More than this, the God who forgives can also restore. Listen to his promise to those he exiled into a foreign land because of their sin: "For I know the plans I have for you," declares the Lord, "plans to prosper you and not to harm you, plans to give you hope and a future" (Jeremiah 29:11; see also Joel 2:12–13, 25). God offers prosperity, safety, hope, and a future to a once-unfaithful people.
In other words, you have a Redeemer. God promises you hope and help in Jesus to rebuild your life. He loves you and has a glorious plan for your life, even if your spouse never forsakes his infidelity or never forgives yours.
Commit yourself to pleasing God by believing and following Jesus, regardless of your spouse's commitments. The challenge is simple yet piercing: Whether you are the offender or the offended, do you want to follow Jesus more than anything, even more than restoring your marriage? Is God your highest aim?
I don't pretend that faith and obedience are easy for you right now, especially if your spouse is not seeking to please God. If your spouse doesn't seem to follow Jesus, or not in the proper way with the proper pace or passion, you will be tempted to give up your own pursuit of Jesus. "If he is not going to work on it, or even go with me to a counselor, what's the use of even trying? Why should I be the only one to try?"
Or worse, you may become proud and self-righteous. "I may not be perfect, but at least I'm willing to work on it, which is more than I can say about him." Even the offender is in danger here: "Yeah, I messed up, but at least I am the one [read, the superior one] willing to work on things."
God's answer, whether you are the offender or the offended, is that you should believe and follow Jesus right now, because he is worthy, without such subtle bargaining with God. The Christian recognizes that "Christ's love compels us…that those who live should no longer live for themselves but for him who died for them and was raised again" (2 Corinthians 5:14–15). You can't make your faith and obedience conditional on your partner's response. Do it in response to the compelling love of the One who died and rose for you.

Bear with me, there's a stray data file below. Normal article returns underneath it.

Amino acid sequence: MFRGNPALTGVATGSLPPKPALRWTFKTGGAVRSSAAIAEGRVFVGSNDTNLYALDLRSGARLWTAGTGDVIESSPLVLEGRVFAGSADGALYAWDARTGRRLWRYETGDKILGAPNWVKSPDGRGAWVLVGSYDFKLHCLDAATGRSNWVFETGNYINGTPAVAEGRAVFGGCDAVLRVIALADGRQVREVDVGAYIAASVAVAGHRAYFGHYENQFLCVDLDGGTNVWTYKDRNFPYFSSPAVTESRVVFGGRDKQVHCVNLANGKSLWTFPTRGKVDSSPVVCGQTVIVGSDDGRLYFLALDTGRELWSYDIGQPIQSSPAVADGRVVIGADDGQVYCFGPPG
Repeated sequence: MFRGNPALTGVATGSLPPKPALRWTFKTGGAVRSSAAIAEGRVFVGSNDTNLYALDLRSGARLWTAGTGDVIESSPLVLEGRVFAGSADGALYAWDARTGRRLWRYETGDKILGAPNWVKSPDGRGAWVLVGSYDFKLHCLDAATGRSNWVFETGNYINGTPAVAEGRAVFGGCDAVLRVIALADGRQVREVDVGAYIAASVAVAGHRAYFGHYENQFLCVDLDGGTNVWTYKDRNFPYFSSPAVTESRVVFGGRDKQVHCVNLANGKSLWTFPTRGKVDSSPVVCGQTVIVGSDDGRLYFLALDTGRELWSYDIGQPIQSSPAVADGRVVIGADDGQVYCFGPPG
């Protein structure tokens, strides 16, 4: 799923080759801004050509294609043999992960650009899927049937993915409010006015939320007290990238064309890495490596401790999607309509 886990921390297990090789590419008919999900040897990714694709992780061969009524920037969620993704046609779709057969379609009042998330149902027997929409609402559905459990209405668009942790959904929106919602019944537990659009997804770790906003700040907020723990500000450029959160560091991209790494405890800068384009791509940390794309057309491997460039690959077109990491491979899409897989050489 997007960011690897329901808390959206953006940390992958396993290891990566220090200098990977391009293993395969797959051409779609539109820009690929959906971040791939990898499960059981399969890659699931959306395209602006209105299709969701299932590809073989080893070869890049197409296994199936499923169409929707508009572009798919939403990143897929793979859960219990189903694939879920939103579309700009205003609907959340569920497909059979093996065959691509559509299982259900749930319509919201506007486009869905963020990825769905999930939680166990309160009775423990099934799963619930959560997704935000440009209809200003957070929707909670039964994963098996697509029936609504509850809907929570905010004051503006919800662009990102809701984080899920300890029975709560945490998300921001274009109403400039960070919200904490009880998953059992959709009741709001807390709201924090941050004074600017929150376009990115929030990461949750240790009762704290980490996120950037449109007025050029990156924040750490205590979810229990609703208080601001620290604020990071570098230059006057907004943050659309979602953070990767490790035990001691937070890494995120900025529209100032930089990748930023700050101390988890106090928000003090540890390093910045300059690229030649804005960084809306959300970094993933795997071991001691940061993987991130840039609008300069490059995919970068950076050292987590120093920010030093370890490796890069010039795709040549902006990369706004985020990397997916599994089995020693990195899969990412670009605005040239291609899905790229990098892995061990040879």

Here's how I explain it in an opening counseling session:
If you [looking at the offended wife] seek to believe and follow Jesus according to the biblical counsel I give you, I can guarantee that you will become a more godly woman, wife, and (if she has children) mom. But I can guarantee you nothing about your marriage.
If you [turning to the offending husband] seek to believe and follow Jesus according to the biblical counsel I give you, I can guarantee that you will become a more godly man, husband, and (if he has children) dad. But I can guarantee you nothing about your marriage.
But if both of you [turning to both partners] seek to follow Christ, I can guarantee something about your marriage, that you two together will have a godly, growing, fulfilling marriage.
Do you believe that? Jesus can not only restore your marriage but also make it stronger than it was before. We don't want to merely revert to the pre-infidelity state of your marriage. In Christ, God provides something better. Here's why: Our God delights in making broken things better than they were. Like a severed steel joint made strong by the welding process, the Redeemer can weld your severed marriage into something sturdy. The lives of many "welded" couples attest to this. The God of new birth, new life, and new beginnings offers something more than restoration; he offers transformation.*
1 While there are various ways to describe the respective marital partners (e.g., betrayer vs. victim, or guilty vs. innocent), my "offender vs. offended" language seeks to focus on repenting and forgiving to rebuild the marriage. For the sake of simplicity and consistency, I am using male pronouns for the offender and female pronouns for the offended. But, of course, either spouse may have committed the adultery.
2 Counselee names are pseudonyms. Some represent actual cases; some are composites.
3 Read Psalms 32; 51; 103; 130; Micah 7:18–20; and Colossians 1:13–14; 2:13–14.
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Robert D. Jones, M.Div., D.Min., was a pastor for twenty years and now serves as a biblical counseling professor at Southeastern Baptist Theological Seminary and a visiting professor at the Southern Baptist Theological Seminary. He has written counseling articles, the booklets, Angry at God?, Forgiveness, Bad Memories, and Single Parents: Daily Grace for the Hardest Job, and the book, Uprooting Anger.
* This article is adapted from the first half of the booklet, Restoring Your Broken Marriage: Healing after Adultery, copyright ©2009 Robert D. Jones. Used by permission of New Growth Press and may not be downloaded and/or reproduced without prior written permission of New Growth Press.
The complete booklet, Restoring Your Broken Marriage: Healing after Adultery, including the section "Practical Strategies for Change" may be purchased from New Growth Press at newgrowthpress.com